Session Type: Poster Session A
Session Time: 8:30AM-10:30AM
Background/Purpose: Current literature characterizing the economic and clinical burden of systemic lupus erythematosus (SLE) is outdated and often does not consider SLE disease severity, which is associated with outcomes that may vary both within and across sub-populations. The objective of this study was to characterize a prevalence population of SLE and to assess outcomes related to comorbidities, healthcare resource utilization, and flares across disease severity levels and payer channels.
Methods: SLE patients were selected from IBM MarketScan Commercial Claims (COM), Medicare Supplemental (MDCR), and Medicaid (MDCD) Databases from 1/1/2013-3/31/2019. Inclusion criteria were 1) ≥1 inpatient claim with an SLE diagnosis or ≥2 non-diagnostic outpatient SLE claims with ≥1 rheumatologist or nephrologist specialty designation (index date set to random SLE claim with ≥12 months of SLE disease history preceding it), 2) continuous enrollment for 12 months pre-index, and 3) valid steroid Rx claims. SLE disease flares and severity were assessed using a published claims-based algorithm1; patient characteristics, healthcare service use/costs, and flare outcomes were assessed during the year prior to index. All results were presented by disease severity and payer channel.
Results: 22,385 COM (23% mild; 44% moderate; 33% severe), 2,035 MDCR (20% mild; 39% moderate; 41% severe), and 8,191 MDCD (15% mild; 34% moderate; 51% severe) patients were included. Mean overall age was 46.5[11.5], 71.3[7.4], 40.9[12.2] years for COM, MDCR, and MDCD, respectively; older age was associated with an increase in disease severity for MDCD patients (p< 0.001). The majority of patients across all subgroups were female (88.2-93.3%) (Table 1). The mean Elixhauser Comorbidity Index was 0.5-2.0[3.9-0.6], which increased as SLE disease severity increased (p< 0.001). Common comorbidities included cardiovascular disease (20.7-63.1%), osteoarthritis (13.6-51.1%), and fatigue (10.7-23.0%). Across all payer channels, all-cause inpatient admissions increased significantly with disease severity (4.5%-9.2% mild; 9.9%-17.3% moderate; 24.2%-37.5% severe), with similar trends for emergency room utilization (17.6%-52.3% mild; 28.6%-66.6% moderate; 44.4%-77.7% severe; all p< 0.001) (Table 2). Total healthcare costs were 4-to-6-fold higher among patients with severe vs. mild disease ($29,354-68,253 among severe vs. $5,133-16,273 among mild; p< 0.001). Across all payer groups, the proportion of patients with a severe SLE flare, as well as the proportion of patients with 3+ flares, increased as disease severity also increased (Figure 1).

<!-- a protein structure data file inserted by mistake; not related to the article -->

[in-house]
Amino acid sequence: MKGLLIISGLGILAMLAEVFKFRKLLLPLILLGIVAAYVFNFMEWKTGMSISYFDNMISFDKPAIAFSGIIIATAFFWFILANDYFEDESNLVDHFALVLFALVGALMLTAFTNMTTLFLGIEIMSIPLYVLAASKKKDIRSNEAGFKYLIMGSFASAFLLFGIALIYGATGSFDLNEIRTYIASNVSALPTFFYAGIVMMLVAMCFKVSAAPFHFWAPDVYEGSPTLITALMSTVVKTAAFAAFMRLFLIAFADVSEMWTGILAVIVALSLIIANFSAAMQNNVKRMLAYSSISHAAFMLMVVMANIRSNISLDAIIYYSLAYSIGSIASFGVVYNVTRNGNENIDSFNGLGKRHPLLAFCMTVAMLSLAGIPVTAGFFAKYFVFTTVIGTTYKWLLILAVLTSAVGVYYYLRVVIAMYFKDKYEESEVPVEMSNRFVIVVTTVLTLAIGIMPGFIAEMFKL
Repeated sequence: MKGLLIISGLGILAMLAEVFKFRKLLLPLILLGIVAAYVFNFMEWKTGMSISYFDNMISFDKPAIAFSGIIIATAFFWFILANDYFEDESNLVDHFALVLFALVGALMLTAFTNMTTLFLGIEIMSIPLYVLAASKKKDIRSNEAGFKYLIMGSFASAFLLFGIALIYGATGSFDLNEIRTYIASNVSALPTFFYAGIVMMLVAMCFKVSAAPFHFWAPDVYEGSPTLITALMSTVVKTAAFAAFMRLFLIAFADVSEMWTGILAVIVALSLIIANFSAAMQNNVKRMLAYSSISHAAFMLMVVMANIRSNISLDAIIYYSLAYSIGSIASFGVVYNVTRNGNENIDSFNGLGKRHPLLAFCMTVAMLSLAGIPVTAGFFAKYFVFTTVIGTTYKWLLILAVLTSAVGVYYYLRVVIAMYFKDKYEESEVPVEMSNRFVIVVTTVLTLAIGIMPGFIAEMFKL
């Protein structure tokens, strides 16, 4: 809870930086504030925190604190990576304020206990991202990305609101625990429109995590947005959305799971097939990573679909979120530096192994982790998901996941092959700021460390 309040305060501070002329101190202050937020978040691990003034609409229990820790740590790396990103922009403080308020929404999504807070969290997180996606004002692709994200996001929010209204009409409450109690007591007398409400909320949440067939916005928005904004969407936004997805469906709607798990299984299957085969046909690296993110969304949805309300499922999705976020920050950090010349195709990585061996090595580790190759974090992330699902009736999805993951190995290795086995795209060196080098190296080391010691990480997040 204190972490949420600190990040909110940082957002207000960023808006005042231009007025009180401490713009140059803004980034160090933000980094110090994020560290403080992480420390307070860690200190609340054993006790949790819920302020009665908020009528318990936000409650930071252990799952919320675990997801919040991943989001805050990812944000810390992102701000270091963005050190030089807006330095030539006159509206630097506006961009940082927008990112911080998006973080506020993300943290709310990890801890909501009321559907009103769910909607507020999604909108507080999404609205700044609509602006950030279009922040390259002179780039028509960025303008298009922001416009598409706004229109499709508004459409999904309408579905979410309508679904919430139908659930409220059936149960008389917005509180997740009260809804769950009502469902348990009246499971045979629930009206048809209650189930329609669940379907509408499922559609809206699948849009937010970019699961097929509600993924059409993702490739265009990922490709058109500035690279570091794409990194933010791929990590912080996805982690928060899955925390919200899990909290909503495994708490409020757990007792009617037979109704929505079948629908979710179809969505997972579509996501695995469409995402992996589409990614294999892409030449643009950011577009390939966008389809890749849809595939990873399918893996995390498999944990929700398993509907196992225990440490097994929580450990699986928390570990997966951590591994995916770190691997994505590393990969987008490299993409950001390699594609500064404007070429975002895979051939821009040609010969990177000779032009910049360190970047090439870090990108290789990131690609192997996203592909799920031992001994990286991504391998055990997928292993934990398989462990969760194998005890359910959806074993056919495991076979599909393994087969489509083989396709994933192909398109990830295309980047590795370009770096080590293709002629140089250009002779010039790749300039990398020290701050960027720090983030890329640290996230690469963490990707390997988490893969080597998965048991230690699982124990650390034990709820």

Conclusion: SLE-related comorbidities, disease flares, and healthcare expenditure vary by both disease severity and payer status. SLE patients with more severe SLE disease experience higher rates of comorbidities and SLE flares, which are associated with more intensive resource utilization and costs; Medicaid beneficiaries presented the highest use of ER and IP services. Overall, results demonstrate a potential unmet need in the SLE treatment landscape, especially among patients with more severe disease.
1. Garris C, et al. J Med Econ. 2013;16(5):667-677.
To cite this abstract in AMA style:Tkacz J, Perry A, Varker H, Bizier R, Ortmann R, Sze-jung Wu S. Clinical and Economic Characterization of Systemic Lupus Erythematosus Patients: Real World Observation Across Disease Severity and Payer Channels in the U.S [abstract]. Arthritis Rheumatol. 2021; 73 (suppl 10). https://acrabstracts.org/abstract/clinical-and-economic-characterization-of-systemic-lupus-erythematosus-patients-real-world-observation-across-disease-severity-and-payer-channels-in-the-u-s/. Accessed January 29, 2022.
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